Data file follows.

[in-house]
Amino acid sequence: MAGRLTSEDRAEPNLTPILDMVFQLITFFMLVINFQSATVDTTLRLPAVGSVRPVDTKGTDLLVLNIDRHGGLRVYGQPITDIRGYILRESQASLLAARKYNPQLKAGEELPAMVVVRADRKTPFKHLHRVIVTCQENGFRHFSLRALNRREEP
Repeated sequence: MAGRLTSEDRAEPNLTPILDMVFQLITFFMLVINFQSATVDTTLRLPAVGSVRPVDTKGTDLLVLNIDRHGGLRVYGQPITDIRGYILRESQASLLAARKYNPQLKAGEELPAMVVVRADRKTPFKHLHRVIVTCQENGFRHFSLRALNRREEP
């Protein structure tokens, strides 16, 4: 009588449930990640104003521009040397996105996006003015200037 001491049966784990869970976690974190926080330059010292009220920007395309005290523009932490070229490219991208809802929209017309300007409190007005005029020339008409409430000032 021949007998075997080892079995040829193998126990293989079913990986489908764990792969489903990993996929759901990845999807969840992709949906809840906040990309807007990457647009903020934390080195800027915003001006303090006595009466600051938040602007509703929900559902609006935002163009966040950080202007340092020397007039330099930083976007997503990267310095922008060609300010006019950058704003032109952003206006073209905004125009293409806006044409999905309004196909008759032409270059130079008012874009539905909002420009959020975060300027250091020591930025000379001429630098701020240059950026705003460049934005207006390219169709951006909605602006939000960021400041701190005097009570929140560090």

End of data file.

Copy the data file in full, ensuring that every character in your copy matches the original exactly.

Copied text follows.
[in-house]
Amino acid sequence: MAGRLTSEDRAEPNLTPILDMVFQLITFFMLVINFQSATVDTTLRLPAVGSVRPVDTKGTDLLVLNIDRHGGLRVYGQPITDIRGYILRESQASLLAARKYNPQLKAGEELPAMVVVRADRKTPFKHLHRVIVTCQENGFRHFSLRALNRREEP
Repeated sequence: MAGRLTSEDRAEPNLTPILDMVFQLITFFMLVINFQSATVDTTLRLPAVGSVRPVDTKGTDLLVLNIDRHGGLRVYGQPITDIRGYILRESQASLLAARKYNPQLKAGEELPAMVVVRADRKTPFKHLHRVIVTCQENGFRHFSLRALNRREEP
């Protein structure tokens, strides 16, 4: 009588449930990640104003521009040397996105996006003015200037 001491049966784990869970976690974190926080330059010292009220920007395309005290523009932490070229490219991208809802929209017309300007409190007005005029020339008409409430000032 021949007998075997080892079995040829193998126990293989079913990986489908764990792969489903990993996929759901990845999807969840992709949906809840906040990309807007990457647009903020934390080195800027915003001006303090006595009466600051938040602007509703929900559902609006935002163009966040950080202007340092020397007039330099930083976007997503990267310095922008060609300010006019950058704003032109952003206006073209905004125009293409806006044409999905309004196909008759032409270059130079008012874009539905909002420009959020975060300027250091020591930025000379001429630098701020240059950026705003460049934005207006390219169709951006909605602006939000960021400041701190005097009570929140560090």